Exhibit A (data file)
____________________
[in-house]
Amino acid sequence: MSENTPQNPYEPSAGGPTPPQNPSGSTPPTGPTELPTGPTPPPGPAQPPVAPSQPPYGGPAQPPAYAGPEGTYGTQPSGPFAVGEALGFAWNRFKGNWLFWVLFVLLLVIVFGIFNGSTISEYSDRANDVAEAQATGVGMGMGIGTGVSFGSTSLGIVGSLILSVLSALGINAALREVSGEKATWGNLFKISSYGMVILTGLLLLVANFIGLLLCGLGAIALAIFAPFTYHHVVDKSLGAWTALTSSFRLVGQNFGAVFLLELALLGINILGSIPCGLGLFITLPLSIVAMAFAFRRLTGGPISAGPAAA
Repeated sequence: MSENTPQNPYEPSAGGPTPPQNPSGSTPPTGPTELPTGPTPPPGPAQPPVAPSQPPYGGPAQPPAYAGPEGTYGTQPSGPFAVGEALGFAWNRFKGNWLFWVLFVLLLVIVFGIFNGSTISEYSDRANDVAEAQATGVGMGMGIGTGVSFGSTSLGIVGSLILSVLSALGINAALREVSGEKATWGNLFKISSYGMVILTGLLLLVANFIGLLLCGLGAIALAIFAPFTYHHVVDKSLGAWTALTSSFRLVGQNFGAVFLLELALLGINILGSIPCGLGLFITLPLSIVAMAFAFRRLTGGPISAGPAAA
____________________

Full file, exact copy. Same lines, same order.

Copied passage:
[in-house]
Amino acid sequence: MSENTPQNPYEPSAGGPTPPQNPSGSTPPTGPTELPTGPTPPPGPAQPPVAPSQPPYGGPAQPPAYAGPEGTYGTQPSGPFAVGEALGFAWNRFKGNWLFWVLFVLLLVIVFGIFNGSTISEYSDRANDVAEAQATGVGMGMGIGTGVSFGSTSLGIVGSLILSVLSALGINAALREVSGEKATWGNLFKISSYGMVILTGLLLLVANFIGLLLCGLGAIALAIFAPFTYHHVVDKSLGAWTALTSSFRLVGQNFGAVFLLELALLGINILGSIPCGLGLFITLPLSIVAMAFAFRRLTGGPISAGPAAA
Repeated sequence: MSENTPQNPYEPSAGGPTPPQNPSGSTPPTGPTELPTGPTPPPGPAQPPVAPSQPPYGGPAQPPAYAGPEGTYGTQPSGPFAVGEALGFAWNRFKGNWLFWVLFVLLLVIVFGIFNGSTISEYSDRANDVAEAQATGVGMGMGIGTGVSFGSTSLGIVGSLILSVLSALGINAALREVSGEKATWGNLFKISSYGMVILTGLLLLVANFIGLLLCGLGAIALAIFAPFTYHHVVDKSLGAWTALTSSFRLVGQNFGAVFLLELALLGINILGSIPCGLGLFITLPLSIVAMAFAFRRLTGGPISAGPAAA